Al-Sanadeed, one of northern Syria's largest tribal forces, has recently joined the Syrian Democratic Forces (SDF) in their fight against the "Islamic State of Iraq and the Levant" (ISIL).
By joining the ranks of the Arab-Kurd opposition alliance, the people and major tribes of northern Syria are demonstrating they are united against ISIL, military officials said.
"Al-Sanadeed forces are military forces consisting of tribesmen, particularly from the Shammar tribe, numbering 4,500 full time fighters and an equal number of civilians who could be called up if the need arises," said al-Sanadeed military commander Bandar al-Hamidi al-Daham.
"They were established in 2013 for the purpose of self-defence against the threat posed by the proliferation of ISIL," he told Diyaruna.
These forces control the areas of Tel Kojar, Tel Hamis and a number of other areas of al-Hasakeh province, al-Daham said.
"They are currently operating under the umbrella of the SDF, which is necessary for the sake of unifying efforts and forces with the aim of eradicating the group," he added.
The group has "excellent" relations with the various other SDF factions, he said, including the Kurdish and Assyrian forces.
United against ISIL
"Al-Sanadeed joining forces with the SDF is a very important development that marks a turning point in the war against ISIL," said Wahid al-Khalaf, a native of the newly liberated al-Raqa village of Khalaf al-Bek, who is taking part in Operation Wrath of the Euphrates.
It is significant as it directly refutes ISIL's claim that there is discord between Arabs and Kurds, he told Diyaruna, noting that the group sought to woo Arab tribes to its side under the guise of protecting them from the Kurds.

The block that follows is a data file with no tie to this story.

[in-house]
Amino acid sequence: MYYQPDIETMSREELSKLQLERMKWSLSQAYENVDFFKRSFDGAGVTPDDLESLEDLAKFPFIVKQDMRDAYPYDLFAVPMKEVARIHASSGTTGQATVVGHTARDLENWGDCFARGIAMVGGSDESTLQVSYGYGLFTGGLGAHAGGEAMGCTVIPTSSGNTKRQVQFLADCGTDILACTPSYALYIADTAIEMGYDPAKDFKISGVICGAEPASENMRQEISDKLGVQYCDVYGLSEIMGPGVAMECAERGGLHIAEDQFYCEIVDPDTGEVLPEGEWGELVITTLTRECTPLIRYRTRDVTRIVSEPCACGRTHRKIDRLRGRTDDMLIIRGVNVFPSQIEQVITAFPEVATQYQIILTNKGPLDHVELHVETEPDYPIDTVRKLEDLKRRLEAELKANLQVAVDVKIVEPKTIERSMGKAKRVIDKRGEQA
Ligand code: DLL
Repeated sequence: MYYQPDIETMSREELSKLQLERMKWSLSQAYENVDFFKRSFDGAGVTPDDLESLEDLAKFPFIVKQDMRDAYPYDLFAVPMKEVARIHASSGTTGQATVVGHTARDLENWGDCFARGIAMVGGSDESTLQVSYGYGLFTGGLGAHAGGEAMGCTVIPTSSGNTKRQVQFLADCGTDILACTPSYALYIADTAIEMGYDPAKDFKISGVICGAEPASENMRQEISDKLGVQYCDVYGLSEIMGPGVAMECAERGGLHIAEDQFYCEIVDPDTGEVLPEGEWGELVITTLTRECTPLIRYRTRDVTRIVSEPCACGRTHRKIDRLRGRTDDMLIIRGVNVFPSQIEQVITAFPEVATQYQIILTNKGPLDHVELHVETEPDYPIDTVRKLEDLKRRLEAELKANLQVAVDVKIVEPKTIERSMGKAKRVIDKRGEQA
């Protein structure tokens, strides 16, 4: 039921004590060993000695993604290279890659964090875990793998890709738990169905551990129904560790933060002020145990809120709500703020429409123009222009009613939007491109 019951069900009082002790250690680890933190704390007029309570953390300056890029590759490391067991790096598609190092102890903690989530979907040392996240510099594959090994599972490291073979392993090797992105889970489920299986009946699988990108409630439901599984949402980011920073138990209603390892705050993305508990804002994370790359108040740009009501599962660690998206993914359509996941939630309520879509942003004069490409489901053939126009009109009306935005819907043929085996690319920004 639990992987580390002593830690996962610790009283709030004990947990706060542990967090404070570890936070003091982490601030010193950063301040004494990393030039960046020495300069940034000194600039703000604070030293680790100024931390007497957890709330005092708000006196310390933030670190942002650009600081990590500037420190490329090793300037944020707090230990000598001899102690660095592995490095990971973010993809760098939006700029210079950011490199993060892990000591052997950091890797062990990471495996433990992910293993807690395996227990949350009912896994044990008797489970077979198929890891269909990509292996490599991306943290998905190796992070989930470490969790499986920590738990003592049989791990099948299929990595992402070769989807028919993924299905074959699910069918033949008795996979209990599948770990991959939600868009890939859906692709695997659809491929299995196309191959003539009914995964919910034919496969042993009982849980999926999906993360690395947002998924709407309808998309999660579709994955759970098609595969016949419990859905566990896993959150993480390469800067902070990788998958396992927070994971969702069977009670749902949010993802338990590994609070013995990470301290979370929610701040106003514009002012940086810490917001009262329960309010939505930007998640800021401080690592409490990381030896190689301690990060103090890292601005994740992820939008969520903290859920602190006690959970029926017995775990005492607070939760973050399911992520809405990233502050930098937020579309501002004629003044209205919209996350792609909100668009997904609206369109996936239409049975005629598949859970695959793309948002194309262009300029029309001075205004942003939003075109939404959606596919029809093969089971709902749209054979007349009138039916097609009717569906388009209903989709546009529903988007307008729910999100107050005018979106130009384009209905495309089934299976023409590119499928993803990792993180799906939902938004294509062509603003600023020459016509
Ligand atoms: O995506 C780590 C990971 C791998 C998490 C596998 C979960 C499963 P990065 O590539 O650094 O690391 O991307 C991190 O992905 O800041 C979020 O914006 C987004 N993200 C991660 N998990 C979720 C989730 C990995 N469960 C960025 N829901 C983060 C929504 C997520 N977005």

That the tribes stand shoulder-to-shoulder with the SDF, which includes all ethnic components, is a "major blow to the group" that undermines its attempts to sow divisions, he added.
"Unifying the forces that are fighting ISIL under the umbrella of a joint operations room is necessary and vital for the co-ordination of the operation to liberate al-Raqa region," al-Khalaf said.
"The area is vast and requires the effort of all the region’s people to fully cover and protect it," he added.
The tribes joining the SDF and the tribal leaders’ support of these forces should "reassure the region’s Arab component", al-Khalaf said, as this confirms Arabs are not excluded from the operation, and "will not be excluded in the future".
This support will accelerate and facilitate the evacuation of citizens from areas that could potentially become combat zones during the liberation operations, he said.
As they push into ISIL-controlled areas , SDF fighters have been evacuating most civilians to ensure their safety and have set up temporary shelters until the military operations are concluded and mines and explosives have been cleared.
Many tribes joining SDF
Many of the region’s tribes have followed in the footsteps of the Shammar, announcing they stand by the SDF, including tribes within the Syrian Elite Forces, the military arm of al-Ghad al-Souri (Syria's Tomorrow), said Mohammed al-Abdullah, a Syrian journalist who lives in Cairo.
Al-Raqa tribes have announced their full support for the SDF and have called on the region’s youth to join its ranks to fight ISIL.
This came following a January 16th meeting headed by al-Walda tribal leader Sheikh Saeed Mahmoud al-Dabsa. Al-Walda is one of the largest tribes in al-Raqa.
"The support of the tribes in the battle against ISIL is crucial, as these tribes have a presence in most of the areas controlled by the group," he said.
Also, their presence is not confined to Syria but extends to Iraq, and Mosul specifically, he said, as is the case with al-Daham tribe.
The rallying of the people of northern Syria around the SDF under a "unified military umbrella will boost support for the SDF for the purpose of eradicating ISIL", al-Abdullah said.